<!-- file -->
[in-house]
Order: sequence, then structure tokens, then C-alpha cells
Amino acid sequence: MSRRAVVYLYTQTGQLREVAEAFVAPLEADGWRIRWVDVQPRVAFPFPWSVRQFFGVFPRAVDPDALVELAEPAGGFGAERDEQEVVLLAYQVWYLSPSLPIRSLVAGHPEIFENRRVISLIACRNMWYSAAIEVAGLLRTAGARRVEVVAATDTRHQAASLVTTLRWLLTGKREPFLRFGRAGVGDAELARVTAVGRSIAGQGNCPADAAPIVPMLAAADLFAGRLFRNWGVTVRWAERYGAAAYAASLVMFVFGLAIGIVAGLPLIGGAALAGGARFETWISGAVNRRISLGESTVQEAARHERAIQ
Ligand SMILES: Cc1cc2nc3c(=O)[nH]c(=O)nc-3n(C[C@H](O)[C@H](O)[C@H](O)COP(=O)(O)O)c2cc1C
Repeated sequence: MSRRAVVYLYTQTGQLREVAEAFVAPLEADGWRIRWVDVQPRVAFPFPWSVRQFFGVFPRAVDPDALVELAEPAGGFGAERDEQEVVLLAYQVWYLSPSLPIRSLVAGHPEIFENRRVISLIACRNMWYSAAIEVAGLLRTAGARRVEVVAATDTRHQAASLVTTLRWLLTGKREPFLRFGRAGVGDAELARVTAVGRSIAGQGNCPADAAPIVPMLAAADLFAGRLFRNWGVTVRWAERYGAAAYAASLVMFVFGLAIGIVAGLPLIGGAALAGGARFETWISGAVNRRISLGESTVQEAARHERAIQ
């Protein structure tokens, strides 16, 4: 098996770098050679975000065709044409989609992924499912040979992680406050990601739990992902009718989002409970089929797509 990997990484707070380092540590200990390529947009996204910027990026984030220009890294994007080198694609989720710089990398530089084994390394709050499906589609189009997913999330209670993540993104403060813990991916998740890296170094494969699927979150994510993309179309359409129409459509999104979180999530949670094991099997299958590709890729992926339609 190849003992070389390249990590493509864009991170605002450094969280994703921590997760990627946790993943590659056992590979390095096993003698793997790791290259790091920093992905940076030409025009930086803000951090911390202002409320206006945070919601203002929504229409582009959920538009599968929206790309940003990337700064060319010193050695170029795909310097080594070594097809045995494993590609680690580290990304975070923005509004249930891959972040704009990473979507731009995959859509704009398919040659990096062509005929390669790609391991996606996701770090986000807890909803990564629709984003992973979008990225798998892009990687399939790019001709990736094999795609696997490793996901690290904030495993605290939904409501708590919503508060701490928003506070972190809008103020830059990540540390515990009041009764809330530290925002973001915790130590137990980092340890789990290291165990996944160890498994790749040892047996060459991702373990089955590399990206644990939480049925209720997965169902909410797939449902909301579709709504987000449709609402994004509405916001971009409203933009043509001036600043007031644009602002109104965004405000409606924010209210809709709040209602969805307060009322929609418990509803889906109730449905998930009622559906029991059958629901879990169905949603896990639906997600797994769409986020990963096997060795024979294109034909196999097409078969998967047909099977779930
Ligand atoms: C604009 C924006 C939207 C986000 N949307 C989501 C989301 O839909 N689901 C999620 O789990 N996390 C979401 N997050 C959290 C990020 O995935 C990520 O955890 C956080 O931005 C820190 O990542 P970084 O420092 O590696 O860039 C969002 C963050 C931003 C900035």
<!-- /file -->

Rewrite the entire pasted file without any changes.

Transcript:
[in-house]
Order: sequence, then structure tokens, then C-alpha cells
Amino acid sequence: MSRRAVVYLYTQTGQLREVAEAFVAPLEADGWRIRWVDVQPRVAFPFPWSVRQFFGVFPRAVDPDALVELAEPAGGFGAERDEQEVVLLAYQVWYLSPSLPIRSLVAGHPEIFENRRVISLIACRNMWYSAAIEVAGLLRTAGARRVEVVAATDTRHQAASLVTTLRWLLTGKREPFLRFGRAGVGDAELARVTAVGRSIAGQGNCPADAAPIVPMLAAADLFAGRLFRNWGVTVRWAERYGAAAYAASLVMFVFGLAIGIVAGLPLIGGAALAGGARFETWISGAVNRRISLGESTVQEAARHERAIQ
Ligand SMILES: Cc1cc2nc3c(=O)[nH]c(=O)nc-3n(C[C@H](O)[C@H](O)[C@H](O)COP(=O)(O)O)c2cc1C
Repeated sequence: MSRRAVVYLYTQTGQLREVAEAFVAPLEADGWRIRWVDVQPRVAFPFPWSVRQFFGVFPRAVDPDALVELAEPAGGFGAERDEQEVVLLAYQVWYLSPSLPIRSLVAGHPEIFENRRVISLIACRNMWYSAAIEVAGLLRTAGARRVEVVAATDTRHQAASLVTTLRWLLTGKREPFLRFGRAGVGDAELARVTAVGRSIAGQGNCPADAAPIVPMLAAADLFAGRLFRNWGVTVRWAERYGAAAYAASLVMFVFGLAIGIVAGLPLIGGAALAGGARFETWISGAVNRRISLGESTVQEAARHERAIQ
């Protein structure tokens, strides 16, 4: 098996770098050679975000065709044409989609992924499912040979992680406050990601739990992902009718989002409970089929797509 990997990484707070380092540590200990390529947009996204910027990026984030220009890294994007080198694609989720710089990398530089084994390394709050499906589609189009997913999330209670993540993104403060813990991916998740890296170094494969699927979150994510993309179309359409129409459509999104979180999530949670094991099997299958590709890729992926339609 190849003992070389390249990590493509864009991170605002450094969280994703921590997760990627946790993943590659056992590979390095096993003698793997790791290259790091920093992905940076030409025009930086803000951090911390202002409320206006945070919601203002929504229409582009959920538009599968929206790309940003990337700064060319010193050695170029795909310097080594070594097809045995494993590609680690580290990304975070923005509004249930891959972040704009990473979507731009995959859509704009398919040659990096062509005929390669790609391991996606996701770090986000807890909803990564629709984003992973979008990225798998892009990687399939790019001709990736094999795609696997490793996901690290904030495993605290939904409501708590919503508060701490928003506070972190809008103020830059990540540390515990009041009764809330530290925002973001915790130590137990980092340890789990290291165990996944160890498994790749040892047996060459991702373990089955590399990206644990939480049925209720997965169902909410797939449902909301579709709504987000449709609402994004509405916001971009409203933009043509001036600043007031644009602002109104965004405000409606924010209210809709709040209602969805307060009322929609418990509803889906109730449905998930009622559906029991059958629901879990169905949603896990639906997600797994769409986020990963096997060795024979294109034909196999097409078969998967047909099977779930
Ligand atoms: C604009 C924006 C939207 C986000 N949307 C989501 C989301 O839909 N689901 C999620 O789990 N996390 C979401 N997050 C959290 C990020 O995935 C990520 O955890 C956080 O931005 C820190 O990542 P970084 O420092 O590696 O860039 C969002 C963050 C931003 C900035």